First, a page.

Chernobyl, Ukraine

Boom.  Chernobyl is the the nuclear reactor that almost rendered Europe uninhabitable.  In 1986 an experiment was conducted to see how much energy they could generate running on low power in an effort to increase efficiency.  This resulted in a chain of explosions within the reactors core, blowing the roof clear off.  A ray of multi colored light shot straight into the sky which attracted spectators to a nearby bridge.  The bridge is now nicknamed “The Bridge of Death” because of the fatal doses of radiation they received.

Had an army of Civilians, Soldiers, Engineers and Firefighters not sacrificed their lives getting control of the situation, Ukraine would have been wiped off the map and Europe rendered uninhabitable.  The difference was a matter of days.  The nuclear fallout would have been 10x Hiroshima (Side Note: Nuclear bombs are detonated above the earth to limit the impact of the radiation, not on it…).

To be vaporized or radioactive?:  Most of the deaths where a result of radiation exposure and not the initial explosion.  Which is worse?  Vaporized; gone.  Radioactive; You get all the symptoms of food poisoning, then feel fine!  The first responders were joking at the hospital in Moscow after the initial symptoms had passed.  However, medical staff knew better.   Their skin then began melting off before their bones started disintegrating from the inside out.  After you suffer for a while your central nervous system finally does you a favor and shuts down.  So, you decide.

My experience:  I was surprised when I told Ukrainians I was going.  50% seemed disgusted by my curiosity and 50% impartial.  The disgust is what I found interesting.  As one scientist would say during the incident, “Chernobyl marks the first time in history nuclear energy has slipped out of the control of man”.  I assumed people would want to learn from such an event to ensure history doesn’t repeat.  I was wrong.

The abandoned city of Prypiat which has captivated the world far more than the reactor, through photos of abandoned amusement parks and preschools, was eery to say the least.  When the Soviet Union finally admitted something had gone wrong, the people living close to Chernobyl were told to pack a bag and get on the bus.  Today you can visit the cities remains, but even the most dishonest tourists wouldn’t dare take one of the radioactive dolls as a souvenir.  For this reason it’s been pretty well preserved and the schoolwork laying on the ground and lockers decorated with fire trucks will give you the chills.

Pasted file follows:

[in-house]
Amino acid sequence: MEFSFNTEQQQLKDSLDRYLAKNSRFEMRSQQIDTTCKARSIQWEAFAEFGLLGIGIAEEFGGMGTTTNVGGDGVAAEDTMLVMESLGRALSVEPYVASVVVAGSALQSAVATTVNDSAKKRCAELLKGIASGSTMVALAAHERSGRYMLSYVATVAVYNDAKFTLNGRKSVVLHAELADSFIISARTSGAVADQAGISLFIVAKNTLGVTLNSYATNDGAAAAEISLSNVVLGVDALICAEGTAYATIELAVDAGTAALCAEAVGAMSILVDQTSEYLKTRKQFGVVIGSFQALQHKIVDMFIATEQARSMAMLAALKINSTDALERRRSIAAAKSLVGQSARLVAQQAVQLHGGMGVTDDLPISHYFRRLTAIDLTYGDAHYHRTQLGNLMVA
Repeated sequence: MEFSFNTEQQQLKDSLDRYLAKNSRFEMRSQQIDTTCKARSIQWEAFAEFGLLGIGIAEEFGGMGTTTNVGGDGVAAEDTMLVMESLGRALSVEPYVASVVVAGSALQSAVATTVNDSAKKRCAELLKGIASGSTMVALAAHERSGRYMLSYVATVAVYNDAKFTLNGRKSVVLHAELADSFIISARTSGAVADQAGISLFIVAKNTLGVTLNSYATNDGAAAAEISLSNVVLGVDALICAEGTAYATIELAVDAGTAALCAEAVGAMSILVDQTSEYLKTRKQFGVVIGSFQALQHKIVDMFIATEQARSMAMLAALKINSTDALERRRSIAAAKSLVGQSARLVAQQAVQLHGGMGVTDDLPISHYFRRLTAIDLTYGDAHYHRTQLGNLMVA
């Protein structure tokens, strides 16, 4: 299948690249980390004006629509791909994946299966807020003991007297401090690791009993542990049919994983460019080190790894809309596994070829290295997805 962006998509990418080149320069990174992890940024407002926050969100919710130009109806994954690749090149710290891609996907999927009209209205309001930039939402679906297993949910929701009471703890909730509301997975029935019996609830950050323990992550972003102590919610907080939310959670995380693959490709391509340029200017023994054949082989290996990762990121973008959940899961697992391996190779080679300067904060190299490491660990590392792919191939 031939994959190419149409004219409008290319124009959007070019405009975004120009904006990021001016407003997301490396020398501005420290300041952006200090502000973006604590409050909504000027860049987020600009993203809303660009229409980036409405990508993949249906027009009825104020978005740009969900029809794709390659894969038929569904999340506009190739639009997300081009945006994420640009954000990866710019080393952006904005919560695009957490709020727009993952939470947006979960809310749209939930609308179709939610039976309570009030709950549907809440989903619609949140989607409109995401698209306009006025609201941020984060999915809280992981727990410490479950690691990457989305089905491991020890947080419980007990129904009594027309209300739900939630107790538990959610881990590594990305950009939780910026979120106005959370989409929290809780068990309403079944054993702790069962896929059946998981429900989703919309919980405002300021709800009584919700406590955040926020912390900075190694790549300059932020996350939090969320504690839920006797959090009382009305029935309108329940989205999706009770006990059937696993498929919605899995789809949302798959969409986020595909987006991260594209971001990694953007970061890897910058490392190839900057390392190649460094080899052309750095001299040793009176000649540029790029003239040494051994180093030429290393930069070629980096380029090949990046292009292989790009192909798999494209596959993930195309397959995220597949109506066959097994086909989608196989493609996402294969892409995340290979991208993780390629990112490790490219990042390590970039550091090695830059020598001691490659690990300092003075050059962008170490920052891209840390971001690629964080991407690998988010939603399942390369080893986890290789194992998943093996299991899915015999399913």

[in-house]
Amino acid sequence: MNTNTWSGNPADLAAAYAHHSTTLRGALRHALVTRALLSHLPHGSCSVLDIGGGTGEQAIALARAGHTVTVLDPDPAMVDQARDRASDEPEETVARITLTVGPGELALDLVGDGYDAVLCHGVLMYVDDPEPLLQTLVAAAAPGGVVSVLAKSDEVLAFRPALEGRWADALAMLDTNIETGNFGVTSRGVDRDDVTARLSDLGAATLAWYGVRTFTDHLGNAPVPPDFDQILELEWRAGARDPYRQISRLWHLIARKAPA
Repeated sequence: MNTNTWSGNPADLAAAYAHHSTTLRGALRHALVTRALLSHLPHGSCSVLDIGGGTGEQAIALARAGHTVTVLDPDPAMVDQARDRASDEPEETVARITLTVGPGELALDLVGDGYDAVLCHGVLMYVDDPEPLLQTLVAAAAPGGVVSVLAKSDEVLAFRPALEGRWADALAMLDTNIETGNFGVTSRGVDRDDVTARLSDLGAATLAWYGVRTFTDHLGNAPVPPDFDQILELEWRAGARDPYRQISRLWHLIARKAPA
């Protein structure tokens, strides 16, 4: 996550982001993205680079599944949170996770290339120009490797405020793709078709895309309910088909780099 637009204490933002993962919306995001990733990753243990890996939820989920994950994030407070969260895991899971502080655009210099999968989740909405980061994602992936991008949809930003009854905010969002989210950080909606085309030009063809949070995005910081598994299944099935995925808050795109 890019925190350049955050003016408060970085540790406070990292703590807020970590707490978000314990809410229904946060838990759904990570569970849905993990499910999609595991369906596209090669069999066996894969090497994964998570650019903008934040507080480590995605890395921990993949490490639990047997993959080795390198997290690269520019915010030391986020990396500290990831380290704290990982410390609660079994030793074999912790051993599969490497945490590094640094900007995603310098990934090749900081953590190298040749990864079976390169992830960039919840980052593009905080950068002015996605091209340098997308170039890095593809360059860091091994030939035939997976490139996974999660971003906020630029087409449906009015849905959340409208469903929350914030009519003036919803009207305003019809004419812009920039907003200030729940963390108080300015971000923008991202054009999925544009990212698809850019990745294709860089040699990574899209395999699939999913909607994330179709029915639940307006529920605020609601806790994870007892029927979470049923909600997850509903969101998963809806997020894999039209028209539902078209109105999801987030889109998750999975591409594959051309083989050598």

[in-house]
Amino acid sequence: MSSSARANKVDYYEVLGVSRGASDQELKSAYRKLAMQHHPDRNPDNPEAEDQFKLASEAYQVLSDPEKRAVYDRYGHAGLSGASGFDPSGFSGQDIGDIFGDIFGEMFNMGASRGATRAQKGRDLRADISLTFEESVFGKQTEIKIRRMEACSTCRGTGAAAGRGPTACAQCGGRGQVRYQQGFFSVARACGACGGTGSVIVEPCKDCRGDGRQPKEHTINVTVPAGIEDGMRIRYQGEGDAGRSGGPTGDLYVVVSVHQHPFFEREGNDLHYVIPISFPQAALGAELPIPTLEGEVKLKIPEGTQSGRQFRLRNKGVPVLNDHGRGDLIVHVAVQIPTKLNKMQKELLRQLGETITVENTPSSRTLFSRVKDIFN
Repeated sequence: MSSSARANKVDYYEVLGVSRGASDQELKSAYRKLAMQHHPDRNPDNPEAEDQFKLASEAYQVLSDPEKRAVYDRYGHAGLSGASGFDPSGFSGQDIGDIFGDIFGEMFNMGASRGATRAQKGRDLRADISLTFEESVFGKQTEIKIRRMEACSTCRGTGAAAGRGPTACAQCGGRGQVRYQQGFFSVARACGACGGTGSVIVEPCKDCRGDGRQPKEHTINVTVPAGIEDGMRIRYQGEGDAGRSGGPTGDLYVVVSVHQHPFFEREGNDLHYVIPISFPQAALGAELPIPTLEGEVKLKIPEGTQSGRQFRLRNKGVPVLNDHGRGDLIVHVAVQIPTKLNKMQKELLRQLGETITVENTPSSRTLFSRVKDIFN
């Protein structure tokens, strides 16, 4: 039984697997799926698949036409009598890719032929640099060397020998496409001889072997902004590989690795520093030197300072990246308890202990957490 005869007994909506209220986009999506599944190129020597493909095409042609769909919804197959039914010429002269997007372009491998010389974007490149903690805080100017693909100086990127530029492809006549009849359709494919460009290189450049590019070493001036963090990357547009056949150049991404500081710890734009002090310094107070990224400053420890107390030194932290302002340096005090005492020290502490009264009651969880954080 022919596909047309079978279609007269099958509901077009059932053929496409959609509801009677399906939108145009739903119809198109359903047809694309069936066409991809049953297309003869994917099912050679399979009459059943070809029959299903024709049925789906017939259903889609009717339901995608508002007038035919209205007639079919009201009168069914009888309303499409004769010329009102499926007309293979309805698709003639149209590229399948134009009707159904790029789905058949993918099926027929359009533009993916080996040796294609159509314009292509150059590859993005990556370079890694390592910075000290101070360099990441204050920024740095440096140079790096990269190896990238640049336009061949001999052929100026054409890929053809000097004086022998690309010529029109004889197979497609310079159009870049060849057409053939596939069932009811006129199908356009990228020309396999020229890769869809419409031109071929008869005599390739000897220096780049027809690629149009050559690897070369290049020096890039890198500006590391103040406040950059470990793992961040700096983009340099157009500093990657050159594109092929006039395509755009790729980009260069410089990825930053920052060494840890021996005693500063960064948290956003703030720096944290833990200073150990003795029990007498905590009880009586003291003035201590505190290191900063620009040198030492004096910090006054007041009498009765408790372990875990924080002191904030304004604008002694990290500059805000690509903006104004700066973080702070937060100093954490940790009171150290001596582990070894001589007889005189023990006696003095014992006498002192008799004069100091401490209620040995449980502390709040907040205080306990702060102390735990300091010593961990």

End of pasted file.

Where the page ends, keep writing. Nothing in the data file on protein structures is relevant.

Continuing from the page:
The good news:  The Soviet Union did finally put an end the to the hundreds of thousands of people suffering from the impact of radiation poisoning;  they simply made it illegal for doctors to diagnose patients with it.  Brilliant!

PS.  I hope this picture didn’t shave a year off my life…


Few extras;

Radio Silent…

Where have I been?  Kiev.  Why?  I have no choice.  BUT, exciting things to come!

1.  Chernobyl – This Saturday I go and witness the abandoned city and reactor responsible for most devastating nuclear disaster in history.  I’ve always been fascinated with such world altering events, and in this case the result of a “simple routine test” gone wrong.  Also, one of my loyal readers told me the radiation makes you grow a full two inches!

2.  I’m the best man in a Ukrainian wedding this friday.  Wait what…?

3.  Leaning towards Thailand as my next destination.  So, ladyboys here I come!


Travel Mistake #1

Trusting someone else to book an important ticket.

I’ll try to make this short and not rant.

Some of the cheapest transportation can only be booked on non-english websites, so it requires help.  I grappled with the decision to fly to Kiev or take a train over the cost.  The train would take much longer but save a little money.  Feeling sick, tired and in dire need to move to warmer climate quickly, I opted for the flight.

I had to trust a girl working at the hostel to book my ticket.

She booked me to the wrong city.

The flight ended up costing more than I was told and more than my entire stay at the hostel.  I didn’t catch the mistake because Gmail blocked the ticket until hours before my flight and the cities are spelt different in Polish.  I first realized the mistake when I heard the city announced over boarding call.

So, I traveled less than half the distance to where I needed to go at 8x the cost of a train.

At this point I don’t know if I should be pissed, cry, or just be appreciative that she was willing to help.  What I do know is this trip is costing me $135 dollars more than the train alone and taking me 16 hours longer than the correct flight… (it’s even 4 hours longer that if I took a train the whole way).

On second thought, I’ll go with pissed.

Editors note:  It’s a good thing I re-wrote this after I cooled down.  The original post was just four letters with a bunch of exclamation points… k.

Tear in the Pack, Story by Chaz – “Welcome to Ukraine…”

“During a romantic fling in Russia, I quickly lost track of time.  An email from the friend who I had been traveling with asked if I had made it out of Russia in time.  He was refering to my visa which was expiring in one day, which if ignored, grants a pleasant border crossing arrest.  I quickly packed my bags and rushed to the train station catching the only train that would get me out of Russia in time (with only 2 hours left on my visa).  The train took me to Ukraine in the middle of nowhere arriving about 11pm.  In order to find a place to sleep I walked up to everyone I saw asking if they spoke english.  Running out of options I started knocking on random doors offering money for lodging.  I finally saw a man standing in his front door, so using hand gesturers I tried asking if I can walk on his property.  He gestured his pointer finger as to say “one minute”.   About 15 seconds later he comes back to the door, raises an AK-47 assault rifle, points to it, then points down the road.  I slept in the park.”